Yariv Kav: “It's a pleasure and an honour meeting with you, Frederico. Let's start by discussing the importance of this event in Peniche.”

Frederico Morais: “The WSL event in Peniche is huge for Portugal, especially for Portuguese surfing. For the younger kids to have first-hand contact with the best surfers in the world, to see their idols, you know, the guys they see in movies, surfing next to them, is huge and has a big impact. It helps the kids to have a dream and to visualise themselves out there one day. That’s what happened to me! So, to say that I'm proud to be here and to be one of the best surfers in the world and to be able to surf at this event is an understatement.”

“Portugal and the Portuguese nation, they’re passionate people, they back you up, and they really cheer for you, and this is the only ten days of the whole year that I feel this. Being able to paddle out, run down the beach, and have everyone support and cheer for you, win or lose, is awesome. It makes it a lot more special for a surfer and a Portuguese surfer to be able to surf at this event.”

Author: ©WSL _Thiago Diz

YK: “And apart from you, three more Portuguese surfers were extended a “wild-card” invitation to the event this year. Is this a record number of Portuguese contestants for a WSL CT event?

FM: "I think so. I’m not sure, but yeah, I think so. We had me as a CT surfer and Matias Canhoto, Joaquim Chaves, and Francisca Veselko as wild cards, and it’s awesome. They’re all super young. They have bright careers ahead of them, they’re passionate surfers, really driven, they know their goals, and for them to have a little taste of what it is to be on the world tour- it’s awesome. This is definitely going to give them a push and more motivation to follow their dreams. Yeah, it was very nice to see.”

YK: “The people in Peniche are concerned that maybe one day, this event will be discontinued by the WSL; what do you think about that?”

FM: “I hope we still have this competition for many more years. At the press conference, I heard that the WSL and one of the major sponsors of this event, MEO, have signed another two-year deal, so for at least two more years, we will have this event here which is awesome. We can’t predict the future, so we might as well enjoy the present, make sure we can all welcome everyone here, and make sure everyone likes to come to Peniche and Portugal and enjoy our beaches and waves.”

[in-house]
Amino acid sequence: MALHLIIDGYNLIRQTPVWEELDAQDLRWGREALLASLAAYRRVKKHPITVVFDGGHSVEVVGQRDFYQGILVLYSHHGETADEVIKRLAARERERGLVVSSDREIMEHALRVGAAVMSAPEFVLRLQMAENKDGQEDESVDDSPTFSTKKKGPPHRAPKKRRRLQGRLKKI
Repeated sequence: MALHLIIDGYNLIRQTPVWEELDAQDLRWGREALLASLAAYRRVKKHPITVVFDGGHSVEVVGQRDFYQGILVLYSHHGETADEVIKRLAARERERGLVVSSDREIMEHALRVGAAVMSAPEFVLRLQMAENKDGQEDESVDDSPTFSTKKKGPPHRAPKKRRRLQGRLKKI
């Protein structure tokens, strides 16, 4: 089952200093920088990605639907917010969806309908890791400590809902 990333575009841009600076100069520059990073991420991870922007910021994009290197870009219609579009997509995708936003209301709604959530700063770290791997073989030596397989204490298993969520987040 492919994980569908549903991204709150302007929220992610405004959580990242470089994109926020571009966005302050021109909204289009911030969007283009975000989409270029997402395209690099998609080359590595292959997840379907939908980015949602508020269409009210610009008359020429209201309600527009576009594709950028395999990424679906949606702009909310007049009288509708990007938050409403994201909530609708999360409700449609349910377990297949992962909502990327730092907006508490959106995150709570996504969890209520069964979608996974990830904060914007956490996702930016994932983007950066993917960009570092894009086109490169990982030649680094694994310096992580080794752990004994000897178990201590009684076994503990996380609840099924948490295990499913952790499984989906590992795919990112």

YK: “Taking a break for stress-related reasons is something we see increasingly in sports. On the WSL CT, we saw it with Felipe Toledo this year; two years ago, it was Gabriel Medina. What are your thoughts about this issue?

FM: “I think now in pro surfing, the way they plan the year, surfers are getting really stressed. You take a whole life to qualify for the CT and then you have five events to prove yourself. Now, you can get bad waves, tides, and winds and be unlucky. And all of a sudden, after five events, you’re out. And that makes it super stressful for many surfers, making it really intense.”

“I left Portugal on the 16th of January, and this is my first week at home. And it’s in Peniche. I’m leaving Monday for Australia, and then if I don’t make the cut, I’ll stay in Australia until May. So, yeah, it’s pretty stressful, and then you have all the contracts, whether you stay on tour or not, sponsors, and all that stuff. It gets stressful, and it can get to you because it gets to a point after doing this for so many years, you can get tired and, you know, your head needs a break.”

“We all need a break just to be home and enjoy time with our family, so I definitely understand it. We also had Carissa Moore pull out, Stephanie Gilmore pulled out and we’re talking about the best surfers in the world. So if that’s happening to them, then I think that’s something the surfing world should respect. Maybe look at it and see how they can, you know, make it more comfortable for the surfers.”

YK: “So many people surf these days. From first-time tourists to advanced amateurs, as a Championship Tour pro, can you relate to amateur surfers, and do you have any message about surfing for the general public of surfers?

FM: “Oh, I think it’s really easy for us surfers to relate to each other. I’m a professional surfer and love competing, but more than competing, I love to surf and catch waves and the feeling of having a good wave and, you know, like getting out, like that ´stoke´ feeling. You get out of the water, and you’re so happy. So yeah, I feel like surfers have their own culture, and they understand each other, so just, you know, have fun surfing, even if sometimes it gets frustrating- make the most of it. It´s important to enjoy and make sure we respect everyone in the water, respect our beaches, and keep them clean. Our ocean is our office, our getaway. So make sure we keep it nice.”


With a passion for surfing and writing, Yariv Kav moved to Portugal´s wave capital from his native Israel. He was awarded a Bachelor of Laws from the University of Manchester back when Oasis was still cool, and a diploma with distinction from the London School of Journalism in Feature and Freelance Writing. Loves travel, languages and human stories.

Yariv Kav